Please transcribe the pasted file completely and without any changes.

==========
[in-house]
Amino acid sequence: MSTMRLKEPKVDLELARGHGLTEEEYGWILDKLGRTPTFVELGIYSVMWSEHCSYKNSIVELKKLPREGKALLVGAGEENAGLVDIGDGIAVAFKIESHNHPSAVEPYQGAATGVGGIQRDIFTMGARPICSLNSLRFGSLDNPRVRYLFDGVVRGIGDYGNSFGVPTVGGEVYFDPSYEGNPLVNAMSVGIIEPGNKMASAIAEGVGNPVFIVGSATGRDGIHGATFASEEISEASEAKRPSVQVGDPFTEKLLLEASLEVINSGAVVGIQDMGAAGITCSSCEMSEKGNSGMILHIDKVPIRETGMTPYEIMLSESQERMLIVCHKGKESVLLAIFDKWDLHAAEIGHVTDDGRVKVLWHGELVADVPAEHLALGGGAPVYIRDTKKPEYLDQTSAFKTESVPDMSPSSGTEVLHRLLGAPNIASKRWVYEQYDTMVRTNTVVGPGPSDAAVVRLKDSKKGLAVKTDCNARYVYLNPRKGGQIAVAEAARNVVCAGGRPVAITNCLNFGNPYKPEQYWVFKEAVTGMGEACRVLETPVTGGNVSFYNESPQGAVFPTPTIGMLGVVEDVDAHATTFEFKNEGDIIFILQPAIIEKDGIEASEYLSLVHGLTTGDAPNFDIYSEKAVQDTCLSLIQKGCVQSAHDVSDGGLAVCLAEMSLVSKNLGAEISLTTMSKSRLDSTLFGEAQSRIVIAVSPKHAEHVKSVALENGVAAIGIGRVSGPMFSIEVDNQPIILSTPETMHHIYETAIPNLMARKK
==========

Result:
[in-house]
Amino acid sequence: MSTMRLKEPKVDLELARGHGLTEEEYGWILDKLGRTPTFVELGIYSVMWSEHCSYKNSIVELKKLPREGKALLVGAGEENAGLVDIGDGIAVAFKIESHNHPSAVEPYQGAATGVGGIQRDIFTMGARPICSLNSLRFGSLDNPRVRYLFDGVVRGIGDYGNSFGVPTVGGEVYFDPSYEGNPLVNAMSVGIIEPGNKMASAIAEGVGNPVFIVGSATGRDGIHGATFASEEISEASEAKRPSVQVGDPFTEKLLLEASLEVINSGAVVGIQDMGAAGITCSSCEMSEKGNSGMILHIDKVPIRETGMTPYEIMLSESQERMLIVCHKGKESVLLAIFDKWDLHAAEIGHVTDDGRVKVLWHGELVADVPAEHLALGGGAPVYIRDTKKPEYLDQTSAFKTESVPDMSPSSGTEVLHRLLGAPNIASKRWVYEQYDTMVRTNTVVGPGPSDAAVVRLKDSKKGLAVKTDCNARYVYLNPRKGGQIAVAEAARNVVCAGGRPVAITNCLNFGNPYKPEQYWVFKEAVTGMGEACRVLETPVTGGNVSFYNESPQGAVFPTPTIGMLGVVEDVDAHATTFEFKNEGDIIFILQPAIIEKDGIEASEYLSLVHGLTTGDAPNFDIYSEKAVQDTCLSLIQKGCVQSAHDVSDGGLAVCLAEMSLVSKNLGAEISLTTMSKSRLDSTLFGEAQSRIVIAVSPKHAEHVKSVALENGVAAIGIGRVSGPMFSIEVDNQPIILSTPETMHHIYETAIPNLMARKK